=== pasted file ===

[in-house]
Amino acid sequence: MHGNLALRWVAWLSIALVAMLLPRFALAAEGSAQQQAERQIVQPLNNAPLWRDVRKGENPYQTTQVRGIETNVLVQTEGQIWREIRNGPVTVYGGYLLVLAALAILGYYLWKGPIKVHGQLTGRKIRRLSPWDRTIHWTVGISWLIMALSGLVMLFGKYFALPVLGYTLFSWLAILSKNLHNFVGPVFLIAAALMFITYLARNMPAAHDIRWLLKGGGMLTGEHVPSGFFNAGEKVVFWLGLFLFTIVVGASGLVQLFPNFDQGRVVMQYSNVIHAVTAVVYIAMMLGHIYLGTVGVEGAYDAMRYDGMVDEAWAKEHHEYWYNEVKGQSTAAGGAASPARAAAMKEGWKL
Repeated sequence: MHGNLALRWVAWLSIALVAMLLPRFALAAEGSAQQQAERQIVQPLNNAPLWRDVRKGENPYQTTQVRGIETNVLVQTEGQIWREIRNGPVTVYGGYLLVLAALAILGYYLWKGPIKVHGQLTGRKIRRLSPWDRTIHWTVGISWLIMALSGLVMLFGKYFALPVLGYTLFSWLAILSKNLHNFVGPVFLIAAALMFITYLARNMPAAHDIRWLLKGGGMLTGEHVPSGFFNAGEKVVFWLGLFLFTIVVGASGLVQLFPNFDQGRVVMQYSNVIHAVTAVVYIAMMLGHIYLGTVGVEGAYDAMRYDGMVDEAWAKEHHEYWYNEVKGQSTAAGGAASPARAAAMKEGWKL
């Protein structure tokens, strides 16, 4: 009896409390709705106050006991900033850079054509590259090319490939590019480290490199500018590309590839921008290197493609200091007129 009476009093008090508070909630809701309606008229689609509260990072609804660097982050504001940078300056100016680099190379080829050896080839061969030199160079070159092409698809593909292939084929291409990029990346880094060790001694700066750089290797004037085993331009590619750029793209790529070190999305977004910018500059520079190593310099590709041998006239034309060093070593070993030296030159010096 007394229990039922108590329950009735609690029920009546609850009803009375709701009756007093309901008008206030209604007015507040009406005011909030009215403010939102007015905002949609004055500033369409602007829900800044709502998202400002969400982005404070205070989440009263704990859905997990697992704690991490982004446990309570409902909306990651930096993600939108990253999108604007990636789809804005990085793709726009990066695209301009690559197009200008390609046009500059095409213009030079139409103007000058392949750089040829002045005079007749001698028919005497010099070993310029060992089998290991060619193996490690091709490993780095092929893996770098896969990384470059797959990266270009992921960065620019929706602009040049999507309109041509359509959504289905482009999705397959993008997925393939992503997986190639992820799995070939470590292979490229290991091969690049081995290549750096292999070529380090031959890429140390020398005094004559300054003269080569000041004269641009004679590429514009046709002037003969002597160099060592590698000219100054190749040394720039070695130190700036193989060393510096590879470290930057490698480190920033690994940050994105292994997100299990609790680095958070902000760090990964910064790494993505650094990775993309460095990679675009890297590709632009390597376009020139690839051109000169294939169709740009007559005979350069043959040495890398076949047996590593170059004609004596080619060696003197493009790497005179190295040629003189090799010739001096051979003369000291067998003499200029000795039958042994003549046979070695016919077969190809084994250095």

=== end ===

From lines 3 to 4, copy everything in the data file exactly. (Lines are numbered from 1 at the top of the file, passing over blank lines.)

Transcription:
Repeated sequence: MHGNLALRWVAWLSIALVAMLLPRFALAAEGSAQQQAERQIVQPLNNAPLWRDVRKGENPYQTTQVRGIETNVLVQTEGQIWREIRNGPVTVYGGYLLVLAALAILGYYLWKGPIKVHGQLTGRKIRRLSPWDRTIHWTVGISWLIMALSGLVMLFGKYFALPVLGYTLFSWLAILSKNLHNFVGPVFLIAAALMFITYLARNMPAAHDIRWLLKGGGMLTGEHVPSGFFNAGEKVVFWLGLFLFTIVVGASGLVQLFPNFDQGRVVMQYSNVIHAVTAVVYIAMMLGHIYLGTVGVEGAYDAMRYDGMVDEAWAKEHHEYWYNEVKGQSTAAGGAASPARAAAMKEGWKL
């Protein structure tokens, strides 16, 4: 009896409390709705106050006991900033850079054509590259090319490939590019480290490199500018590309590839921008290197493609200091007129 009476009093008090508070909630809701309606008229689609509260990072609804660097982050504001940078300056100016680099190379080829050896080839061969030199160079070159092409698809593909292939084929291409990029990346880094060790001694700066750089290797004037085993331009590619750029793209790529070190999305977004910018500059520079190593310099590709041998006239034309060093070593070993030296030159010096 007394229990039922108590329950009735609690029920009546609850009803009375709701009756007093309901008008206030209604007015507040009406005011909030009215403010939102007015905002949609004055500033369409602007829900800044709502998202400002969400982005404070205070989440009263704990859905997990697992704690991490982004446990309570409902909306990651930096993600939108990253999108604007990636789809804005990085793709726009990066695209301009690559197009200008390609046009500059095409213009030079139409103007000058392949750089040829002045005079007749001698028919005497010099070993310029060992089998290991060619193996490690091709490993780095092929893996770098896969990384470059797959990266270009992921960065620019929706602009040049999507309109041509359509959504289905482009999705397959993008997925393939992503997986190639992820799995070939470590292979490229290991091969690049081995290549750096292999070529380090031959890429140390020398005094004559300054003269080569000041004269641009004679590429514009046709002037003969002597160099060592590698000219100054190749040394720039070695130190700036193989060393510096590879470290930057490698480190920033690994940050994105292994997100299990609790680095958070902000760090990964910064790494993505650094990775993309460095990679675009890297590709632009390597376009020139690839051109000169294939169709740009007559005979350069043959040495890398076949047996590593170059004609004596080619060696003197493009790497005179190295040629003189090799010739001096051979003369000291067998003499200029000795039958042994003549046979070695016919077969190809084994250095």